Over the summer, the company announced it would receive federal-loan guarantees worth $99 million to build the United States's first commercial-scale cellulosic biofuel plant in eastern North Carolina. Not long before, in spite of the objections of national and state environmental groups, the Environmental Protection Agency (EPA) added fuel made from Arundo to the Renewable Fuel Standard. (This is the policy that incentivizes the creation of biofuels and requires their use in the country's cars and trucks.)

Environmental advocates and scientists who have been dealing with Arundo as an invasive species think that the biofuels industry’s bet that this plant can be controlled is a bad one. More than 100 groups wrote to the EPA arguing against approving Arundo as a biofuel crop. "The last thing we need are government-sanctioned economic protections for an industry reliant on pests as their raw product," Mark Newhouser, of the Sonoma Ecology Center, wrote me. "This is just common sense."

For years, the biofuel industry has been chasing the advantages of developing plants like Arundo as biofuel crops. And while there's reams of research on different sources and strategies for creating cellulosic biofuel, the industry has had little success scaling that research up into a commercial enterprise. If "energy grasses" are proven a financially viable feedstock, the crops that feed ethanol plants could be grown on marginal land, with less chemical fertilizer than corn. The amount of land needed to meet the government's renewable-fuel goals could shrink, too. But growing a crop like Arundo on an agricultural scale is the botanical equivalent of adopting a wolf. Most agricultural crops are like dogs: we’ve spent thousands of years domesticating them; we know, more or less, how they behave; we can control them. Like a tame wolf, Arundo might seem like it’s behaving well now, but there’s an inherent danger in having it around.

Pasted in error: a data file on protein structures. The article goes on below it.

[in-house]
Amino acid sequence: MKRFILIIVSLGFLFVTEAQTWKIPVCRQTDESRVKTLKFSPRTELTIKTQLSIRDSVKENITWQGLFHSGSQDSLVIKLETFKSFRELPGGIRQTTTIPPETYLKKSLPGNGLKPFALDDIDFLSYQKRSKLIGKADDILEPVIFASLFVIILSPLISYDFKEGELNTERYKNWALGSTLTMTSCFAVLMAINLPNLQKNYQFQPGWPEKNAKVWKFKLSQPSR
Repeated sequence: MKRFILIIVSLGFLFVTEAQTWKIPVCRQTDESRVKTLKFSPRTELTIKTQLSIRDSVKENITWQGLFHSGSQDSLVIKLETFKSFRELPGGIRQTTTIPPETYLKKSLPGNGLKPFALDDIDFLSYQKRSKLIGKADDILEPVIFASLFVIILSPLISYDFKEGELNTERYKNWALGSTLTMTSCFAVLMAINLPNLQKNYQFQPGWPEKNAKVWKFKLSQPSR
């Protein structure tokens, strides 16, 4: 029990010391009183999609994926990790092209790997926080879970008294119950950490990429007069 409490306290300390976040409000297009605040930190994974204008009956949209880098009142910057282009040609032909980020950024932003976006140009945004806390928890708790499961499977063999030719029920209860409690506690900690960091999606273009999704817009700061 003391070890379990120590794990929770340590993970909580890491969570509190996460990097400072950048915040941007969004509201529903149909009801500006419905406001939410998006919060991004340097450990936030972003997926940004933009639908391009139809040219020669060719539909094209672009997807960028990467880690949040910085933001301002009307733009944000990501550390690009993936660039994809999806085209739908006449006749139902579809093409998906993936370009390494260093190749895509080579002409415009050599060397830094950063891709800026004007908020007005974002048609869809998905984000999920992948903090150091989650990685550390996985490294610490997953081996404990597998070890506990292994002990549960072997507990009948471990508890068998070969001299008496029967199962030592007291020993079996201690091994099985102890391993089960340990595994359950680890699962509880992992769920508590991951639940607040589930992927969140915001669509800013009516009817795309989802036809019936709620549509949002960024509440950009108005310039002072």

"We haven't talked about doing something on this scale in this time period since the invention of agriculture," says Jacob Barney, a professor of invasive-plant ecology at Virginia Tech University, who's studied these grasses. Corn has been bred for 10,000 years to grow only where humans plant it. Arundo's been bred for only a fraction of that time. "It's a wild thing," Barney says.

To the industry, ultimately, planting Arundo is about saving money. Higher yields per acre mean they have to spend less on land. Chemtex plans to contract with farmers to grow 18-19,000 acres of biofuel crops, according to Harrod, the Chemtex director. So far, he has about half of that accounted for, with switchgrass and biomass sorghum. Adding Arundo to the mix could help keep Chemtex’s costs down.

“Biomass sorghum is a quick growth annual. You can plant it in late March or early April and have it ready in July. Switchgrass can come online in September and works well through the fall,” says Harrod. It costs less for a company like Chemtex to run a biofuel plant if it can take crops directly from nearby fields, year-round, without having to bale and store them. “Arundo—they store themselves well in the field. They stand very well. They don't fall, and they maintain a lot of their leaves,” Harrod explains. “So it fills those winter months from December to February that other crops can't do.”